# Thread: [SOLVED] permutations and combinatorics

1. ## [SOLVED] permutations and combinatorics

Permutations are formed using all the digits 1,2,3...,9 without repetition.
Determine the number of permutations if:
a) the digits 1,2,3 are together but not necessarily in their natural order
b) even and odd digits alternate
c) the first is an odd digit and the last is on of 1,2,3,4

My thinking for

a) 1,2,3 are together which is 3! and the rest is 6 numbers which is 6! so 3!*6!=4320

2. Originally Posted by william
Permutations are formed using all the digits 1,2,3...,9 without repetition.
Determine the number of permutations if:
a) the digits 1,2,3 are together but not necessarily in their natural order
b) even and odd digits alternate
c) the first is an odd digit and the last is on of 1,2,

a) 1,2,3 are together which is 3! and the rest is 6 numbers which is 6! so 3!*6!=4320
$6+1=7$ packets is all - not 6.

3. Hello, William@

Permutations are formed using all the digits 1,2,3...,9 without repetition.
Determine the number of permutations if:

a) the digits 1,2,3 are together but not necessarily in their natural order

b) even and odd digits alternate

c) the first is an odd digit and the last is one of 1,2,3,4

My thinking for

a) 1,2,3 are together which is 3! and the rest is 6 numbers which is 6!, so 3!*6!=4320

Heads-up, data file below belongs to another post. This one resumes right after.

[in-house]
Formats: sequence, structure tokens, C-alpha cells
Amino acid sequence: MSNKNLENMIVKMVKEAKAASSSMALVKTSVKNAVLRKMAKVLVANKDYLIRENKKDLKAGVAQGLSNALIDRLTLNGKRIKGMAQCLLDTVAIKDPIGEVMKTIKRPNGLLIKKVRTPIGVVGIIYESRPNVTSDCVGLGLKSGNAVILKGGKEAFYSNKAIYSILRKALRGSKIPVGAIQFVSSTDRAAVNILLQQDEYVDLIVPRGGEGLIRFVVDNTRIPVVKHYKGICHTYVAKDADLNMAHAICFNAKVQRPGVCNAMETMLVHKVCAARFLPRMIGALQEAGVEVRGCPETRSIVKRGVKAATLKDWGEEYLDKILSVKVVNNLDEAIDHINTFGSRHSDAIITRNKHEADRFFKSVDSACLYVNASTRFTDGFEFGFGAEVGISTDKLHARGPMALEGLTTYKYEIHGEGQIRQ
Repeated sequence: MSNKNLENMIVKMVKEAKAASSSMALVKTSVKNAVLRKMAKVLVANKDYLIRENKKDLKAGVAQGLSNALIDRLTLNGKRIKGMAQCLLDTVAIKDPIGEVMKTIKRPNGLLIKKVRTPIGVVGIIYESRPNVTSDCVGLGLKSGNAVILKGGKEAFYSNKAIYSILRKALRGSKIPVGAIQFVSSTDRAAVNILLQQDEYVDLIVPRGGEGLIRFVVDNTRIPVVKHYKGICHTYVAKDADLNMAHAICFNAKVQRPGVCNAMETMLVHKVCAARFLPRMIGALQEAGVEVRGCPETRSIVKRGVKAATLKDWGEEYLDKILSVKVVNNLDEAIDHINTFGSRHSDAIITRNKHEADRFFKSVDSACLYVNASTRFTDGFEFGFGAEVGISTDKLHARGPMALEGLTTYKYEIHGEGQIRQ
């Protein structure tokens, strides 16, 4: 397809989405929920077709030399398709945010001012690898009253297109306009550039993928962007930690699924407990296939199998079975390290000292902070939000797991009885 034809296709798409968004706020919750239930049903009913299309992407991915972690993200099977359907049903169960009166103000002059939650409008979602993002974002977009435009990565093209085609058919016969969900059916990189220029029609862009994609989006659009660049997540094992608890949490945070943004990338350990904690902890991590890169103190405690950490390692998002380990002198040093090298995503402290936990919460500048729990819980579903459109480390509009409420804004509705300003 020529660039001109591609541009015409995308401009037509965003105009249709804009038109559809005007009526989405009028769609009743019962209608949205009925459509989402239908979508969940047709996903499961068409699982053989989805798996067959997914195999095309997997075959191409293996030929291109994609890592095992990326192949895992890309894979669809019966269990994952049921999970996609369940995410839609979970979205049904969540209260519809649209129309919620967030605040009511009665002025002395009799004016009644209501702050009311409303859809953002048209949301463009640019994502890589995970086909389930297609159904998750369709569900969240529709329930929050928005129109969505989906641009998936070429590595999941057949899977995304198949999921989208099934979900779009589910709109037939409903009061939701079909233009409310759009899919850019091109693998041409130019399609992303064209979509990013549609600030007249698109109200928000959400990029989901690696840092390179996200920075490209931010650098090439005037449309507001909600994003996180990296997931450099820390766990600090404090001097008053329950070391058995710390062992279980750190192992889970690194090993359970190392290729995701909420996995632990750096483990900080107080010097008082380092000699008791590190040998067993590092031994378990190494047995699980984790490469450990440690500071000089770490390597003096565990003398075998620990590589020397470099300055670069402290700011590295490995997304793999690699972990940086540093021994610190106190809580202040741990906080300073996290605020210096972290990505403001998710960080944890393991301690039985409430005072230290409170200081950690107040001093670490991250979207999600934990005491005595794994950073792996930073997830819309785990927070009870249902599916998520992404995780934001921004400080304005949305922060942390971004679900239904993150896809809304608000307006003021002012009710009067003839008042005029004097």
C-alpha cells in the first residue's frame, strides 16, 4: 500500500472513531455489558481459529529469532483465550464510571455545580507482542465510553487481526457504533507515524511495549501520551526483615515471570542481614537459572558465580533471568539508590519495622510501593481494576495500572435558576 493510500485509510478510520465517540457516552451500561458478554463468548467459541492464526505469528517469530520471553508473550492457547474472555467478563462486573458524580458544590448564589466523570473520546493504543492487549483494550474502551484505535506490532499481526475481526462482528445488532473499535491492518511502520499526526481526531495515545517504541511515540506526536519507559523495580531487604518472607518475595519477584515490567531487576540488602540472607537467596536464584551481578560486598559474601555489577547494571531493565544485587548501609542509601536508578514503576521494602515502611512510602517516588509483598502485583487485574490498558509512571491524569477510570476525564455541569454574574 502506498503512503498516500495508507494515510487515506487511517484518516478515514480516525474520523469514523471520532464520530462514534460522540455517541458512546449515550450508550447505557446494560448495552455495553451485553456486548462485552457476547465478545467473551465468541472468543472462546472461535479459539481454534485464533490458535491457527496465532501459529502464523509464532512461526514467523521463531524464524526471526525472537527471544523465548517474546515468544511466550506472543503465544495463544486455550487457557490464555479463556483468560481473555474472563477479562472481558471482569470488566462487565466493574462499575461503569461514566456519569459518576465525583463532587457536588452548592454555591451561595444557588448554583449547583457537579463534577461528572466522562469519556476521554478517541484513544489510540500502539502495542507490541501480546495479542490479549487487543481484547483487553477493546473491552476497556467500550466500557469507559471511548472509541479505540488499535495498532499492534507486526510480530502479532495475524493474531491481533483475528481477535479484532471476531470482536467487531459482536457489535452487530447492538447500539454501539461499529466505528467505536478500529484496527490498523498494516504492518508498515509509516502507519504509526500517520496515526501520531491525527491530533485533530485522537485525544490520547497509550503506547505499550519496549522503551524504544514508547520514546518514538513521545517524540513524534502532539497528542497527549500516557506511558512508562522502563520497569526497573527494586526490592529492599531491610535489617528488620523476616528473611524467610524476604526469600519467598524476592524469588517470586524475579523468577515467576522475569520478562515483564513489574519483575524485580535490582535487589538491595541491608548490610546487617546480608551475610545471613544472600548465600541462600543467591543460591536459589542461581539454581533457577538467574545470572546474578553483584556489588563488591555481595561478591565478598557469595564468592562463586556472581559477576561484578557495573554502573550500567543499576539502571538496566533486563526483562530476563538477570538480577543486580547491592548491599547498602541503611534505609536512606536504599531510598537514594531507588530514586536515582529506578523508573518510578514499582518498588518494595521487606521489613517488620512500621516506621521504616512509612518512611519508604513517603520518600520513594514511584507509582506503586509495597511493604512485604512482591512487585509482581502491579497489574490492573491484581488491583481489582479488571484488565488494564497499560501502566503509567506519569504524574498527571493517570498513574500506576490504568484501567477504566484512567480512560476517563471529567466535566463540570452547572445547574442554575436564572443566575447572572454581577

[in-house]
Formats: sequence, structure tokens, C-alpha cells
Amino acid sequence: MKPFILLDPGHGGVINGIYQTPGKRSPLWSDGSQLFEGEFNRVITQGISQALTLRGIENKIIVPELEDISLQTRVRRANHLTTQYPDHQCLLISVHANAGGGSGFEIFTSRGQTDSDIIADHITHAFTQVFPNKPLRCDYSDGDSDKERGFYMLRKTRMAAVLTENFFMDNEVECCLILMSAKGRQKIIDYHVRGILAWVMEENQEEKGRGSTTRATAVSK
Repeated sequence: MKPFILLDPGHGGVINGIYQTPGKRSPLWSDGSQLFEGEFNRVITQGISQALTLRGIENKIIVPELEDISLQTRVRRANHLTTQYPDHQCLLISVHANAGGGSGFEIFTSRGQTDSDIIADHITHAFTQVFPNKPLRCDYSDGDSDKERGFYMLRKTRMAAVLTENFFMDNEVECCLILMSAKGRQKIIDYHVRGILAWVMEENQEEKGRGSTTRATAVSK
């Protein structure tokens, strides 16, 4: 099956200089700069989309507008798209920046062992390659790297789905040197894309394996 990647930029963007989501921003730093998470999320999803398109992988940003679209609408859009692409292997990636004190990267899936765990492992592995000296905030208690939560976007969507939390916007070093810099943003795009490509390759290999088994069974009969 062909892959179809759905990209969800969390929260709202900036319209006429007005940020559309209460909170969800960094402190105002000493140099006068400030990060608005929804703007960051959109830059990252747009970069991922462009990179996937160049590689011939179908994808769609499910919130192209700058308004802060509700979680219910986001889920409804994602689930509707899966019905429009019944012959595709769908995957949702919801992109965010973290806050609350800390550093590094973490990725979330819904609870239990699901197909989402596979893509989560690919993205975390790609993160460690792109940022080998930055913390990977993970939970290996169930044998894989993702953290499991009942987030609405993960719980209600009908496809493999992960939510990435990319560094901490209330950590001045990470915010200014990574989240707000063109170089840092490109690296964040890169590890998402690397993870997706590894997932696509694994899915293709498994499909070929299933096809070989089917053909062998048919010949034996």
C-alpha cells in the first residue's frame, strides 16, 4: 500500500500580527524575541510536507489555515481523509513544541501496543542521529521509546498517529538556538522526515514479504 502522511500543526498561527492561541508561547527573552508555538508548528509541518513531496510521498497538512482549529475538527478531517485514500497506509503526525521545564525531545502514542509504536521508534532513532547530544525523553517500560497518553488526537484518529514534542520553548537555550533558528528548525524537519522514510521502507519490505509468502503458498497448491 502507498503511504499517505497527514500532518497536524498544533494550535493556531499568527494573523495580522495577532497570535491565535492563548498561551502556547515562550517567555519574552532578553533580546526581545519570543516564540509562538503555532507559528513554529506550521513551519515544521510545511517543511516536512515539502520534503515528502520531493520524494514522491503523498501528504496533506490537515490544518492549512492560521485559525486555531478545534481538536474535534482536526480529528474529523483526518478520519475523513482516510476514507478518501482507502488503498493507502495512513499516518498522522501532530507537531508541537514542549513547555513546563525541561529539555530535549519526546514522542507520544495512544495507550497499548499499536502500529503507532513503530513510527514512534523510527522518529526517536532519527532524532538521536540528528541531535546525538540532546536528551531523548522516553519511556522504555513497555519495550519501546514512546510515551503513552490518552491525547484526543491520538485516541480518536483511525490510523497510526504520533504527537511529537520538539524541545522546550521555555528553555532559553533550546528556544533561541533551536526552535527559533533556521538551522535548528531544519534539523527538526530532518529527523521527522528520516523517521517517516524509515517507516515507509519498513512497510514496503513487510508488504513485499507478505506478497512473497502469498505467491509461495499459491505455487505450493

. . . . . Plato pointed out your error.

b) Even and odd digits alternate.

There are 4 even digits and 5 odd digits.
There is one arrangement: . $\text{odd-even-odd-even-odd-even-odd-even-odd}$

The odd digits can be scrambled in $5!$ ways.
The even digits can be scrambled in $4!$ ways.

Therefore, there are: . $5!\cdot4! \:=\:2,\!880$ such numbers.

c) The first is odd and the last is one of {1,2,3,4}.
There are two cases to consider . . .

(1) The first digit is 1 or 3: 2 choices.
Then the last digit has 3 choices.
And the other seven digits can be arranged in ${\color{blue}7!}$ ways.
. . There are: . $2\cdot3\cdot7! \:=\:30,\!240$ numbers.

The first digit is 5, 7, or 9: 3 choices.
The last digit has 4 choices.
The other seven digits can be arranged in ${\color{blue}7!}$ ways.
. . There are: . $3\cdot4\cdot7! \:=\:60,\!480$ numbers.

Therefore, there are: . $30,\!240 + 60,\!480 \:=\:90,\!720$ such numbers.